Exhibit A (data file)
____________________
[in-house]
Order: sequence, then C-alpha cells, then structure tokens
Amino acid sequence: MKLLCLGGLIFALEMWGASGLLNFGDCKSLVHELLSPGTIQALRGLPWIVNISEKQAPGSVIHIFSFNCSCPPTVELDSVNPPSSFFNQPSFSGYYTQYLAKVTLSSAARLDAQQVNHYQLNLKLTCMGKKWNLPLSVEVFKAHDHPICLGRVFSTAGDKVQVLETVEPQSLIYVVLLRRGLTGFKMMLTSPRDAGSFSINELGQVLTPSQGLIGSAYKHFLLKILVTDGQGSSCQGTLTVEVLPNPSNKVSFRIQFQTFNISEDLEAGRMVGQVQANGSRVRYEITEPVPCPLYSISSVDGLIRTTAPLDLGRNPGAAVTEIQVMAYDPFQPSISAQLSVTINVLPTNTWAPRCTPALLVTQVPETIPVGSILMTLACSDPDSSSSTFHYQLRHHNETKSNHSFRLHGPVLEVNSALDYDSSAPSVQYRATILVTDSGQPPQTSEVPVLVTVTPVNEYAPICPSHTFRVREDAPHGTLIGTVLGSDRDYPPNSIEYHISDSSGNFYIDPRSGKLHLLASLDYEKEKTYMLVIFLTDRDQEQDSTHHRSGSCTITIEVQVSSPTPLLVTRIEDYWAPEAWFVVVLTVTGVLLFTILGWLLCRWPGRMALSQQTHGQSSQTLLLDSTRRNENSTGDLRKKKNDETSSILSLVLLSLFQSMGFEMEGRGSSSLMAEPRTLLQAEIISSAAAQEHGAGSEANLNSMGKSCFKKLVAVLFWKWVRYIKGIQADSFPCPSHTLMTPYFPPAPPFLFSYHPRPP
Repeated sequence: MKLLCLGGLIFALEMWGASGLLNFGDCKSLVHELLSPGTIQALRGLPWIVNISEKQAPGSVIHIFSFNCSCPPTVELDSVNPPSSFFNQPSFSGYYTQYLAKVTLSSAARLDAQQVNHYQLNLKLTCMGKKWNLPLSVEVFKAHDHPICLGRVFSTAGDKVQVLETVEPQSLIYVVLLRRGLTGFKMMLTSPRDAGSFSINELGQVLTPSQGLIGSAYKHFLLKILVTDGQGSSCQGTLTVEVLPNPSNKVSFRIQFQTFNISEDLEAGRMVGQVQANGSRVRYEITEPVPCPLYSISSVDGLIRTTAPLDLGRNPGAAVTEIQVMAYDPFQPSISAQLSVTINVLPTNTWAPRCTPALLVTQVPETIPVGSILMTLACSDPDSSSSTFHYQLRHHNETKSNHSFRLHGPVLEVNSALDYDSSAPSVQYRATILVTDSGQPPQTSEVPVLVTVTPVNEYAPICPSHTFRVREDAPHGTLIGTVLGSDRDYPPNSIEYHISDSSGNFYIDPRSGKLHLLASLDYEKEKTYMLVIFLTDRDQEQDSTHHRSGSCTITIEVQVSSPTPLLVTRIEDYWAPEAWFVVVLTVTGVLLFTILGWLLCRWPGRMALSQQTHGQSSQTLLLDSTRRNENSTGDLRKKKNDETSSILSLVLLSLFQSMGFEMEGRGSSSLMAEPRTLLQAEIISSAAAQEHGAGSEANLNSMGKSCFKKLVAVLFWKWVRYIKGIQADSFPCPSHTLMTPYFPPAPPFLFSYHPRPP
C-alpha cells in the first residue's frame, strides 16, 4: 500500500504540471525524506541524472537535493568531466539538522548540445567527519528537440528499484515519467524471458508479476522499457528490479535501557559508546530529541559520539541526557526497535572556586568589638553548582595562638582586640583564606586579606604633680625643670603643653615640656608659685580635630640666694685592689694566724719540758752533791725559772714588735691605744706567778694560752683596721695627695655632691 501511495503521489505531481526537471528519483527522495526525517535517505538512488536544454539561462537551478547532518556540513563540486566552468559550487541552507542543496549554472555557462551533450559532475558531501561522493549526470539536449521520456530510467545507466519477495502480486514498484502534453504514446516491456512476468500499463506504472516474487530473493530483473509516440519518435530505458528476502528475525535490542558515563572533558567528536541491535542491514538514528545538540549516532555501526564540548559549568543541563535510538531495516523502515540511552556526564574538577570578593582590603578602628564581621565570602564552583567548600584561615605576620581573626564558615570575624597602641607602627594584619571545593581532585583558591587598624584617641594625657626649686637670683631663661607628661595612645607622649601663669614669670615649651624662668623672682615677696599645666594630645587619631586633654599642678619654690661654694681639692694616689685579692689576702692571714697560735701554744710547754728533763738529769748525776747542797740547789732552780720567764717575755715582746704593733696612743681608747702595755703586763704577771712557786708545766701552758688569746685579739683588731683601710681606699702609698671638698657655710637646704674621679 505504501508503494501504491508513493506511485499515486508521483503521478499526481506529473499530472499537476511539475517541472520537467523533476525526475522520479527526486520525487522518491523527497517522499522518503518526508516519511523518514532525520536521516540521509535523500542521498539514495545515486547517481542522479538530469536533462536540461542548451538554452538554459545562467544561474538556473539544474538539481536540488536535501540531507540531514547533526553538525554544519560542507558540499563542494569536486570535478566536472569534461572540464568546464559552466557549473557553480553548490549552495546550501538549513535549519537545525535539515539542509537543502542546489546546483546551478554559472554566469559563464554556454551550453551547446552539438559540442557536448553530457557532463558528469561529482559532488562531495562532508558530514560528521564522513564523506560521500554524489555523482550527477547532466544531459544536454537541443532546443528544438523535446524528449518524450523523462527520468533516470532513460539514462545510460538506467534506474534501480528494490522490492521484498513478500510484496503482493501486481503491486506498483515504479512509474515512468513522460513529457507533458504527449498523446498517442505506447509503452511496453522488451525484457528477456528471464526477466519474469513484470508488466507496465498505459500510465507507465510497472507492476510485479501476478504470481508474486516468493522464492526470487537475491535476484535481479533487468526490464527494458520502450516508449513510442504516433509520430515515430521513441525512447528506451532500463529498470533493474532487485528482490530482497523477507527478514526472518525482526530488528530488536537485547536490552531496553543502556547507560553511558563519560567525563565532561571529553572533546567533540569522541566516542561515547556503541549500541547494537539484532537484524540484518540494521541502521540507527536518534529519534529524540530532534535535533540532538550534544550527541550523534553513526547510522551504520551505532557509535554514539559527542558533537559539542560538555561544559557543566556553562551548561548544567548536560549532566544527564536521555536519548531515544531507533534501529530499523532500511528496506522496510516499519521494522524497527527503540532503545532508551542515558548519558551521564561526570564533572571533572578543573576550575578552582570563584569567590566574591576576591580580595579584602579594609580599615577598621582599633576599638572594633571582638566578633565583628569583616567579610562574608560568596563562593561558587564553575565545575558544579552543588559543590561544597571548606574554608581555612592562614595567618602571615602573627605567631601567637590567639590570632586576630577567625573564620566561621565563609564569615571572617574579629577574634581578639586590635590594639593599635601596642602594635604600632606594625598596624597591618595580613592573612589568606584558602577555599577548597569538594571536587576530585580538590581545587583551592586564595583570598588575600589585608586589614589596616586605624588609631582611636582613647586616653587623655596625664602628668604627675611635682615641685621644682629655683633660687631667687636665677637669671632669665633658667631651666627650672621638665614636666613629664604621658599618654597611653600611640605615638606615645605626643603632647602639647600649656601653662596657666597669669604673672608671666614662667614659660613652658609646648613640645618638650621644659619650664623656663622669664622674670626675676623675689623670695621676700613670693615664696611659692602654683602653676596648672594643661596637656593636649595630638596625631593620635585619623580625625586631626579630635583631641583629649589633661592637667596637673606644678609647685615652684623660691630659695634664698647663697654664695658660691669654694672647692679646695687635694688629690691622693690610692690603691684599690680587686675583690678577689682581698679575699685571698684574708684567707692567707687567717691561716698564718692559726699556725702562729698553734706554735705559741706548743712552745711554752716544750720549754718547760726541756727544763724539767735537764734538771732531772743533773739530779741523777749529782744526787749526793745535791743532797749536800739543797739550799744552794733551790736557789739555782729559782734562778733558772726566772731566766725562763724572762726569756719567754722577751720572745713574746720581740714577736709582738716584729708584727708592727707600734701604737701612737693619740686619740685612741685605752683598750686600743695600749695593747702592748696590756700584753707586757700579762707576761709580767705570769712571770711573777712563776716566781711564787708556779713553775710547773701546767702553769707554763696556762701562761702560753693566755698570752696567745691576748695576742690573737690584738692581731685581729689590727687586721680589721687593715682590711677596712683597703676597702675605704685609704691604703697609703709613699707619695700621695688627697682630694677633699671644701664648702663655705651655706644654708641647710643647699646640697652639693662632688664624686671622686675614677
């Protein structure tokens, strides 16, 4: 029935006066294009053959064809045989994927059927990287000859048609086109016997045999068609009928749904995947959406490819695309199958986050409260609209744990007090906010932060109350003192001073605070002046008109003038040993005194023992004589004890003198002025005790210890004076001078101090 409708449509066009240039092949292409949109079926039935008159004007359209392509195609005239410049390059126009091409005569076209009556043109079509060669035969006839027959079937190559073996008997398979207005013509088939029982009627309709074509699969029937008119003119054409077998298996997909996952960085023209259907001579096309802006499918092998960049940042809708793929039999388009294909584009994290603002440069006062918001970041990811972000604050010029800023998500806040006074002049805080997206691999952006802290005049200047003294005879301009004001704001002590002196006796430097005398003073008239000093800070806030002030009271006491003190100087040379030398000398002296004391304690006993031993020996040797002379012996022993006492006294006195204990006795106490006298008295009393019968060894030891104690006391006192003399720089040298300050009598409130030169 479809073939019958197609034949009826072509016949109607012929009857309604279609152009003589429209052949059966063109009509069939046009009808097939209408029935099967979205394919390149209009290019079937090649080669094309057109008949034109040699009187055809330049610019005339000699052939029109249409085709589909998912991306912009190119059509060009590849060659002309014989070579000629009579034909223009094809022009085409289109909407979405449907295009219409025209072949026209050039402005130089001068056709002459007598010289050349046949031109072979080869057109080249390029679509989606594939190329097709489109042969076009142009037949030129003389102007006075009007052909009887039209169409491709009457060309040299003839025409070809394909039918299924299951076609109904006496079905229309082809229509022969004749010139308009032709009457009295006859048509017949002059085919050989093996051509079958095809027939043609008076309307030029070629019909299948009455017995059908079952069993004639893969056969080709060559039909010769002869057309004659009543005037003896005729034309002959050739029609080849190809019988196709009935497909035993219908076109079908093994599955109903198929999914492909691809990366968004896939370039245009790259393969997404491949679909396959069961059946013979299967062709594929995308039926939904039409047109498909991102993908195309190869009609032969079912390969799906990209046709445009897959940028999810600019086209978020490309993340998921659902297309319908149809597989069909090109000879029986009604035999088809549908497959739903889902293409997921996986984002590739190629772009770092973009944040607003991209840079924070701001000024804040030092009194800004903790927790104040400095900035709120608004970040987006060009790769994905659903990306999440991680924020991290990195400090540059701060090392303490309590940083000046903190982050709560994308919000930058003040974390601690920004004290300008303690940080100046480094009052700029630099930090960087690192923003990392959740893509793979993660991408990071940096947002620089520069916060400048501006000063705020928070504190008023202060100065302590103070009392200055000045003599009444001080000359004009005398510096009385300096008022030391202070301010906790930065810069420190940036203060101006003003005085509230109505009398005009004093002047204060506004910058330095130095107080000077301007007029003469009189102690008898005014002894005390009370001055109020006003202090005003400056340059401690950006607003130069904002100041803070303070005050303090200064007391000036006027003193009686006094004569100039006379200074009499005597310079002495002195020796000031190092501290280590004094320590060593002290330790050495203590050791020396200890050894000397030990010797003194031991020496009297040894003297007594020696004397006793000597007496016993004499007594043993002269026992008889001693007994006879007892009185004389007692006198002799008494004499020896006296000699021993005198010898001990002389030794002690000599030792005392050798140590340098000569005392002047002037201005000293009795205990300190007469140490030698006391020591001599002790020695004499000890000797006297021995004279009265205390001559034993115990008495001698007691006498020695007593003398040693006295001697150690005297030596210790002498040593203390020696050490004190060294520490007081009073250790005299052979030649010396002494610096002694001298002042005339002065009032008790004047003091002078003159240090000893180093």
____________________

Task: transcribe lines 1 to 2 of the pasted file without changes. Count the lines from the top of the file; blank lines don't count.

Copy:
[in-house]
Order: sequence, then C-alpha cells, then structure tokens